Friday, July 11, 2008

A question on crash liability.

I really wanted to comment on one of the Post articles on this accident, but by the time I got there hotter heads had already taken over with comments like "One less obstacle on the road". Once that crap happens any discussion becomes entirely useless. So instead I bring it home to a much less visible location.

First off, I can only imagine what Allison experienced in those last few seconds and what her friends and family are left with. I'm so sorry for their loss; no matter what anyone may say, it is a senseless and heartbreaking loss, accidental or not.

In an attempt at an unbiased look into this situation, I'd like to pose the following question.

My assumption (I know the investigation is underway and nothing has been said about how this happened, this is simply my slightly uneducated, educated guess) is that Allison was riding along in the cross walk, either she or the trash truck came up on the other and she ended up riding beside it in the blind spot. No blame laid here, just as with a car in a trucks blind spot does not entail blame. The truck pulls a right turn while Allison is right next to it leaving her no time to react. We all know where it goes from there.

Assume the case is the same truck on the highway, with a car riding in the lane next to it in the blind spot. The truck moves over to the right lane, hitting the car in the process. The truck had signaled but the driver of the car could not see this since it was in front of the rear lights but still in the blind spot. Where does the blame lie? With the trucker who moved over into the car correct? Criminal blame? Not so much but legally speaking the trucker was responsible for the accident.

Now consider a vehicle driving down a 2 lane, one way street in the left lane. Suddenly they turn right at a street, cutting across the right lane to do so. If they hit a car in that lane (or more likely a car runs into them as they cut across their lane), who is to blame? The vehicle that made the turn. Obviously. Still not generally a criminal offense, though if there was a death, I would guess an involuntary manslaughter ruling would not be out of the question.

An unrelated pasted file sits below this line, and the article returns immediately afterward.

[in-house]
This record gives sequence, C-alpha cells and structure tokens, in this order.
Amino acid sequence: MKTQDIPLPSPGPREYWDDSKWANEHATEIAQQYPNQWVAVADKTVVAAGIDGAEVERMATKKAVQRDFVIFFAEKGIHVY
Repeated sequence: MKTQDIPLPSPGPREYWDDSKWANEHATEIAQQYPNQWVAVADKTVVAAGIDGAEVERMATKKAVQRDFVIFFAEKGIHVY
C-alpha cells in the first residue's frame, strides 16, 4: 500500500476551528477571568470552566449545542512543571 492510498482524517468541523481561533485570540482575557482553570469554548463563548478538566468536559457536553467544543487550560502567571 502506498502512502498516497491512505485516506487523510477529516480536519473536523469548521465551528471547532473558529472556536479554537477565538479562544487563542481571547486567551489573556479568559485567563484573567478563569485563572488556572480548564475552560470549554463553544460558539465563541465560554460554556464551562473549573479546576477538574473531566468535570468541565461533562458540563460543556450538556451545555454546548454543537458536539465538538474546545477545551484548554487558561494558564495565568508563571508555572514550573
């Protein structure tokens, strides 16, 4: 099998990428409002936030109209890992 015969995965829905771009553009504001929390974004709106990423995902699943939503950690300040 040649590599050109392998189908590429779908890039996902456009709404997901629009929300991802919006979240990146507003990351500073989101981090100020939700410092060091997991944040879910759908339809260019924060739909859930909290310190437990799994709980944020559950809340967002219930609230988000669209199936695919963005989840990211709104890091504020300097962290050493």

So, what would make this case any different. The bike lane should be treated simply as another lane of traffic. Laws, and more importantly legal settlements should represent this. I'm saying there should be criminal charges here but in the case I've assumed, which is something that happens to many cyclists, though not to the extreme outcome of this case, the truck driver would be at fault. The insurance company would be liable for damages in the car on car incident. So should they be in the truck on bike.

Am I just way off base with this? Why do I doubt there will be any liability assigned on this case though?


John P. said...

Your arguments sound sensible to me. I'm not familiar with this case other than I did hear about it after it happened, from a blog I believe.

If there's a bike lane it should be treated exactly like a driving lane. Therefore, if a driver pulls over into your lane causing an accident, fault lies with them since they made the initial decision to change lanes, taking responsibility for safely changing lanes. That's my take anyway.

One thing for sure, it's sad no matter what. For drivers to say things like one less to deal with is just cruel.

Freewheel said...

Your analogies prove your point. The truck driver is at fault. It wasn't intentional, but it was his fault.

On bike lanes: If she had been in front of the truck, "taking the lane", instead of riding to its right in the bike lane, she'd probably still be alive.